Diet composition analyzed at prey family level was quite similar between males and females, as indicated by a relatively high dietary overlap (Ojk=0.5534), statistically higher than expected by chance (mean of simulated indexes: Ojk=0.3091; p[observed≥expected]=0.044; p[observed≤expected]=0.956). When analyzing diet at order level, the similarity between sexes was extremely high (Ojk=0.9369) and statistically higher than expected by chance (mean of simulated indexes: Ojk=0.3044; p[observed≥expected]<0.0001; p[observed≤expected]=1). The diet (at family level) did not differ between sexes neither in frequency of occurrence (observed χ2=49.619, mean of simulated indexes=166.081, p[observed≥expected]=1; p[observed≤expected]<0.0001) nor in abundances of prey taxa (observed χ2=68.969, mean of simulated index es=244.843, p[observed≥expected]=1; p[observed≤expected]<0.0001 respectively). With the exception of four Trichoptera (1.88%) and two undetermined larvae (0.94%), all prey categories found in H. punctatus gut contents were also found in sweep net samples, suggesting that food resources estimation was representative. Thirty two out of the sixty six determined arthropods categories in sweep-net samples were found in the guts of frogs. However, four insect orders sampled in the environment were not consumed by H. punctatus, but, with the exception of Thysanoptera (n=245, 5.97%), none of them represented an important portion of environmental food resources (Protura: 0.02%; Blattaria: 0.02%; Neuroptera: 0.05%) (Table 1).

Pianka’s overlap index between frog diet and environmental food resources was medium (Ojk=0.4739) but statistically higher than expected by chance (mean of simulated indexes: Ojk=0.2296; p[observed≥expected]=0.017; p[observed≤expected]=0.983).

Electivity index shows that H. punctatus forages hemipterans selectively over the observed environmental abundance (Z=13.901, p<0.001), particularly because of the disproportional consumption of Lygaeidae (Z=23.386, p<0.001) (Table 1). In contrast, frogs captured coleopterans relatively under their observed environmental abundance (Z=-3.137, p<0.001), while homopterans were foraged almost proportionally to their observed environmental availability (Z=0.873, p=0.383) (Table 1). Dipterans were numerically and IRI the most important prey item and abundant food resource, and they were consumed scarcely over the observed environmental availability (Z=2.736, p<0.003) (Table 1). Collembolans were a moderately abundant food resource (12.04% of net sampled arthropods) and it appears that frogs avoided to forage on them (Z=-4.914, p<0.001) (Table 1).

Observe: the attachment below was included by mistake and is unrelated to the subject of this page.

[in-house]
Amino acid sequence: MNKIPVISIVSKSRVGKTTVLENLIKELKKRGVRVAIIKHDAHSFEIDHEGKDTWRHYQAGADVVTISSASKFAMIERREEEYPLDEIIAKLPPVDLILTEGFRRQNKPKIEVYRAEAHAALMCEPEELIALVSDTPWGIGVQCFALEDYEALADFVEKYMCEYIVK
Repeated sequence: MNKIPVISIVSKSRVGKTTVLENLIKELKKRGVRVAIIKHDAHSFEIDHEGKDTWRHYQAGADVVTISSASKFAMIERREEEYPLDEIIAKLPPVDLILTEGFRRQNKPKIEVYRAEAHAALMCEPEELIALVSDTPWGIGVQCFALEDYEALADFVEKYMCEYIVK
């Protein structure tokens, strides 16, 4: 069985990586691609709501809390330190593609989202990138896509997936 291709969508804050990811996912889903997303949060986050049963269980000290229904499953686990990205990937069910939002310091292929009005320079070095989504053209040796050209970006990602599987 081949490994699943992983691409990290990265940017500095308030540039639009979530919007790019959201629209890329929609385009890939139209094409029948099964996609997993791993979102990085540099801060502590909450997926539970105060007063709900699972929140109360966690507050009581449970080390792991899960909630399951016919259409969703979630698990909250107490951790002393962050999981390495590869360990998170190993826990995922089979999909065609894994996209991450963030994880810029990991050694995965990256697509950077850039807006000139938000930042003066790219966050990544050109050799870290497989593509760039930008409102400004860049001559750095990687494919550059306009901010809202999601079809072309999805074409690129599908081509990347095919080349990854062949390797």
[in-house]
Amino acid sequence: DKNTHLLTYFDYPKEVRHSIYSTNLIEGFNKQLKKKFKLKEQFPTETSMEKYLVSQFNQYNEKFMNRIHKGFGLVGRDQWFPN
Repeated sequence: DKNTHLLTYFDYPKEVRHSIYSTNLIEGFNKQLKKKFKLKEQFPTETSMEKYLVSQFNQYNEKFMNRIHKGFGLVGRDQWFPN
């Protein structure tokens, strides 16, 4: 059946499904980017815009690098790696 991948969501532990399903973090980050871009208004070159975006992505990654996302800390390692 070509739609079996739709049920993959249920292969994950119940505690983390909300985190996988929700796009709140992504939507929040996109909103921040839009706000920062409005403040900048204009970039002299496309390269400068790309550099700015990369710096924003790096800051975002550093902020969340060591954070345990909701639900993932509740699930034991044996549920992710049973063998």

Plant seeds were found in 19% of the guts of frogs. Only five prey items had a greater FO than seeds and only three out of 12 prey orders were more abundant (Table 1).


The primary food resources for amphibians are insects and other arthropods like spiders and mites (Duellman & Trueb 1986, Simon & Toft 1991). In this work, we found that H. punctatus feeds principally on insects, being the more important orders Diptera, Hemiptera and Homoptera, and marginally on spiders and mites. The sympatric and cogeneric H. raniceps also was reported to predate mainly on insects over arachnids (Peltzer & Lajmanovich 2001, vaz-Silva 2004). Simon & Toft (1991), analyzing mite-eating in frogs, found no specialization on Acari in family Hylidae. On the other hand, Maneyro & Da Rosa (2004) found that Araneae showed the largest numerical proportion in the diet of H. pulchellus (also sympatric with H. punctatus), followed by Diptera, Hymenoptera and Coleoptera. As well, the diet of H. albomarginatus was described to be compound by a greater proportion of arachnids, especially in the dry season (Santos et al. 2004). In other two Hypsiboas species, H. calcaratus and H. boans, spiders represented the secondary prey item by their volumetric contribution to frogs diet (Parmelee 1999). Parmelee (1999), also reported an "important volumetric contribution of Araneae to H. punctatus diet" in Peruvian Amazonian, but feeding analysis in the cited work was carried on just five frogs and only two spiders were found in anuran guts.